Facebook boss Mark Zuckerberg celebrated the Fourth of July by riding around the lake on his electric hydrofoil board with the American flag in his hands. Back on dry land, Zuckerberg included John Denver’s “Take Me Home, Country Roads” in a video of his ride and posted it to Instagram.
Aside from a couple of slight hesitations, Zuckerberg, whose social media company owns Instagram, looks confident enough as he races across the water on his hydrofoil board, the flag waving in the wind.
However, the reaction to the video from the global Instagram community has been, shall we say, somewhat mixed.
Gaining more than half a million views within just a few hours of appearing on the site, more than 4,000 people rushed to voice their opinions on Zuck’s attempt to share some Fourth of July fun.
“Stop trying to fit in, Mark,” one said, while another remarked, “On your way to claiming TikTok.”
Someone else wrote, “So this is what rich people do,” and another remarked, “Where’s the sunscreen?” referring to the fact that Zuckerberg heavily smeared himself with the stuff during another walk on his electric board last year.
In a bit of a departure from the topic, but still wanting to make a point, one commenter wrote, “My Facebook leaked all my personal information.”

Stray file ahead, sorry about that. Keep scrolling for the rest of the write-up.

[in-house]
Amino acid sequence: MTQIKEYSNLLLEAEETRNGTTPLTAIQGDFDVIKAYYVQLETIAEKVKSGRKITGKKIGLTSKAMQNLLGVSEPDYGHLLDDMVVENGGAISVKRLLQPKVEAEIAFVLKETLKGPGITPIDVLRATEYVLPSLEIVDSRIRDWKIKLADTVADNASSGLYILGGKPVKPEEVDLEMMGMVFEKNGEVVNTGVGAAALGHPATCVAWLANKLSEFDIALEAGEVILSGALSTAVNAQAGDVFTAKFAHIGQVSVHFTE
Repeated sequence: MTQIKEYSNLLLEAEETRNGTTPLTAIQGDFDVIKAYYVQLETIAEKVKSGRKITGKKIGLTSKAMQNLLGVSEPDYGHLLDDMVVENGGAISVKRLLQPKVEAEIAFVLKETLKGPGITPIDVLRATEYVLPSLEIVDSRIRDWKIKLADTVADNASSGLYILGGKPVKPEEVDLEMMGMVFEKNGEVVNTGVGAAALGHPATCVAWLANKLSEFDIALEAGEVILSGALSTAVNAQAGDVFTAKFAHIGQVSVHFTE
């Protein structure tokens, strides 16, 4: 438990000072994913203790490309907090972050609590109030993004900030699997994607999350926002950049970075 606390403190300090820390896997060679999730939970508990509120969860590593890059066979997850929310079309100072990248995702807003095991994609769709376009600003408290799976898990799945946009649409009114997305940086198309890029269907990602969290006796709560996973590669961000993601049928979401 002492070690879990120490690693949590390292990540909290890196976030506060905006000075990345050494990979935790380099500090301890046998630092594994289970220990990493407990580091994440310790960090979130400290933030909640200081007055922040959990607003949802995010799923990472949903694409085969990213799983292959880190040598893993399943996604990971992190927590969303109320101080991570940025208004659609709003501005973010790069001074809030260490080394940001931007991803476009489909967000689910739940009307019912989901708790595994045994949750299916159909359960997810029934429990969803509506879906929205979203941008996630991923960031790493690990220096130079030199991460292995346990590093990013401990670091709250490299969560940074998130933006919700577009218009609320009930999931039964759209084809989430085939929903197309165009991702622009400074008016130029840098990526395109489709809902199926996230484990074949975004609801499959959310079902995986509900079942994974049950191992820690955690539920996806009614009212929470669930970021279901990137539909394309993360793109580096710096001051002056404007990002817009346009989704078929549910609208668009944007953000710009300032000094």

Despite the critical nature of many of the responses to Zach’s video, some people were generous enough to leave fairly kind comments, including “Best CEO ever” and “You’re crazy,” though of course the latter can be understood in different ways.
Some commenters have questioned the authenticity of the video, and while the footage does look a bit CGI, the fact that Zuckerberg is known as a fan of the electric board suggests that they are genuine.
According to his Instagram account, Zuckerberg first rode an electric hydrofoil board about two years ago, and since then, the Facebook CEO has periodically posted videos of himself practicing on it. But the latest video appears to be his most adventurous foray on the board.
Adding a hydrofoil and electric motor to a surfboard creates more lift and speed for the surfer. This design has become increasingly popular in recent years, with models costing as much as $6,000.